Photoshop and other Adobe programs are big, complicated, and expensive, the domain of professional graphic designers and photographers. Not everyone can handle them - not even their toned-down "Elements" versions - but Adobe would very much like for everyone to still give them some money. To that end, the company has introduced a concept for what it calls "intelligent digital assistant photo editing." It's a voice-controlled photo editor, and it's kind of insane - check the video below to see what I mean.
The 30-second demonstration shows pretty much what you'd expect from a voice-powered photo editor: the model speaks at his tablet like it's the Enterprise computer, using natural language commands that are instantly and perfectly interpreted. It's obviously not real at the moment, and many of my Android Police coworkers mocked the very idea. After all, it's not a real photo editor if you haven't developed muscle memory for fifty different keyboard shortcuts and modifiers.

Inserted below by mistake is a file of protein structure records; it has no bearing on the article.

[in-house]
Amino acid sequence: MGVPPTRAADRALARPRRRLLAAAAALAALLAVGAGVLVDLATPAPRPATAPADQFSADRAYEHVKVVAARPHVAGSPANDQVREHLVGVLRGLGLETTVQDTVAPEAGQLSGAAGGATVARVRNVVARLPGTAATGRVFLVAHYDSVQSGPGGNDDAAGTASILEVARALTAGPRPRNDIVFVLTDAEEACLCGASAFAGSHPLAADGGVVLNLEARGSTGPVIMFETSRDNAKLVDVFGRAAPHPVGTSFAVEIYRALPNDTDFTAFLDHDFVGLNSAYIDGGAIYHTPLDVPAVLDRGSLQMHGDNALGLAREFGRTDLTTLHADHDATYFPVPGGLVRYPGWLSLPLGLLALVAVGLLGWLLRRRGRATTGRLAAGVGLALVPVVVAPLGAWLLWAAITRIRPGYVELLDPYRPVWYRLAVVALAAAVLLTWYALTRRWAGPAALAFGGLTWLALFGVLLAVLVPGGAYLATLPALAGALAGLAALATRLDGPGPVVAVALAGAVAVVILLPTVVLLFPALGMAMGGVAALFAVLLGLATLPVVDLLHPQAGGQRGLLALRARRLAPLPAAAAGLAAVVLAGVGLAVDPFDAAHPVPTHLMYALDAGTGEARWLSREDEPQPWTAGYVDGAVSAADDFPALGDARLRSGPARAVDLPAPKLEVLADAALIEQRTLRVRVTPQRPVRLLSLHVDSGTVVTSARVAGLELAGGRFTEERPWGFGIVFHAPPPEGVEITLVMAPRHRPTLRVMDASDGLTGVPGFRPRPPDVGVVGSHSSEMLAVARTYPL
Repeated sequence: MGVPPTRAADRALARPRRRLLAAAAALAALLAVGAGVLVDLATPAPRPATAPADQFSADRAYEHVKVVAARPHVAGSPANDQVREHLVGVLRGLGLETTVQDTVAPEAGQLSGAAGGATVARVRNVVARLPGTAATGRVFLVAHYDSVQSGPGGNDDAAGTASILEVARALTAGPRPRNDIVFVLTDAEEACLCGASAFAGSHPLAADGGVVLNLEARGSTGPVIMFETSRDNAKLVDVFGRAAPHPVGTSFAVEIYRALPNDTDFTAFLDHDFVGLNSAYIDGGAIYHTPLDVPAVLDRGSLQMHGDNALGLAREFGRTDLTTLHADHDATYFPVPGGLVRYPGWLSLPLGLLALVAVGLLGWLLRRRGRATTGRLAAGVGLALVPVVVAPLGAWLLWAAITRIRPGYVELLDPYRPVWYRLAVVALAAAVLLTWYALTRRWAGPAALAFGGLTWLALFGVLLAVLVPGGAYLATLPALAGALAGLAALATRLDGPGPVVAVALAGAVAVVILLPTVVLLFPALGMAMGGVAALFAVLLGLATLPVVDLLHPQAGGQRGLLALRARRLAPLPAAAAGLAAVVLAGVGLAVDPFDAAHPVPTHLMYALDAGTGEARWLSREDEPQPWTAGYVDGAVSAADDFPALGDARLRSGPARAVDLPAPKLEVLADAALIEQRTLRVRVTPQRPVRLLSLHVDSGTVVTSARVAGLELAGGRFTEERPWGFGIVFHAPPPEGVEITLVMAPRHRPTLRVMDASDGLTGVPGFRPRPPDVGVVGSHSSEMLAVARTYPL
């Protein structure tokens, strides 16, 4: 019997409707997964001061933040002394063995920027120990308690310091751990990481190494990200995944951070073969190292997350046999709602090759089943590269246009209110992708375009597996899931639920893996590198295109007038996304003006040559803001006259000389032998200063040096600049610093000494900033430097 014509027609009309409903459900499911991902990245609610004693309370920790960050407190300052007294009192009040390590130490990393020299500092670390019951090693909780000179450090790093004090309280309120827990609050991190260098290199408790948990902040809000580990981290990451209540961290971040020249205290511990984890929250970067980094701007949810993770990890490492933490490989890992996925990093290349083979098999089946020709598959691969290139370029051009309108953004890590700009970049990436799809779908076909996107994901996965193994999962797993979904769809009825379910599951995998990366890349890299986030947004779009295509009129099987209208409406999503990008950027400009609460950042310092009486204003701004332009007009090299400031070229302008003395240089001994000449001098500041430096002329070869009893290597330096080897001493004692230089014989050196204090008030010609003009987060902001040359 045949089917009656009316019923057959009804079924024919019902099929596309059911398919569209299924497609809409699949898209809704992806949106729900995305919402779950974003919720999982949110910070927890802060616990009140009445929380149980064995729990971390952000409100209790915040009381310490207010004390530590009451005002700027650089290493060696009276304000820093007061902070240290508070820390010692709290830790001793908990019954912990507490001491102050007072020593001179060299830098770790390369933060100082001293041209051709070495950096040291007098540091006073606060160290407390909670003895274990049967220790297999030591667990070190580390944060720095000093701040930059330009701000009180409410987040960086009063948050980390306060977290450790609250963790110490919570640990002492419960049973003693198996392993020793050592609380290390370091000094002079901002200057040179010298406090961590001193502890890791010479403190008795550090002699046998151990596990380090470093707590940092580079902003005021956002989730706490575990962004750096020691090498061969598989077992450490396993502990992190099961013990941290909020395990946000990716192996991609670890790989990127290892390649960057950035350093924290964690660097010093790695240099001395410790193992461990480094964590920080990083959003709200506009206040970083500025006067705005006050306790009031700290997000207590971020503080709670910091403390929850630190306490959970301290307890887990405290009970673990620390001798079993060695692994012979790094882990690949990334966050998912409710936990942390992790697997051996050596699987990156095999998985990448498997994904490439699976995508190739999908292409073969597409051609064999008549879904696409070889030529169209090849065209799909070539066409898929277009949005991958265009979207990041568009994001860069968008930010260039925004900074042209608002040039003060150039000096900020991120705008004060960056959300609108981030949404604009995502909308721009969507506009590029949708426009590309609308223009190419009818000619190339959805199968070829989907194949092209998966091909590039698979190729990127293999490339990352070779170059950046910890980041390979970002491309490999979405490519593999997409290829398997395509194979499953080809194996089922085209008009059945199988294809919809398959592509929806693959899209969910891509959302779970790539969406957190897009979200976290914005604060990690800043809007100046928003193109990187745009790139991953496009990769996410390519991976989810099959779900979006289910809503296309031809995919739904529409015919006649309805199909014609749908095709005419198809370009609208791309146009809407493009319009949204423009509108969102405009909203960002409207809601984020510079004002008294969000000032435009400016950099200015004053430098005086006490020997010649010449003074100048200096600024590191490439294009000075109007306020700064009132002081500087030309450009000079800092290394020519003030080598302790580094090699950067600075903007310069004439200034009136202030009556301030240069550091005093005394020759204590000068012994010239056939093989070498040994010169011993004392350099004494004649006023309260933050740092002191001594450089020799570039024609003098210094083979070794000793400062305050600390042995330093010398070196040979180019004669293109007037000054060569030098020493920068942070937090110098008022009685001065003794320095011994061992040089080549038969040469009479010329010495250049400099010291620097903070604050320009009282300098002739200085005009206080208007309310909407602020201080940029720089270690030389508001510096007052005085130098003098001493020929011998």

But let's not be so dismissive, and remember that not everyone who handles photos also knows how to reinstall Windows from a disc. Assuming it actually worked with a degree of accuracy, a voice-powered photo editor could be huge boon to elderly users, many of whom only have a phone or tablet as their connection to the web. My grandmother often needs help just to use the Facebook app on her iPad, but something like this might enable her to do more than lurk on social networks. At the very least it might cut down on my tech support duties.
Bring it on, Adobe.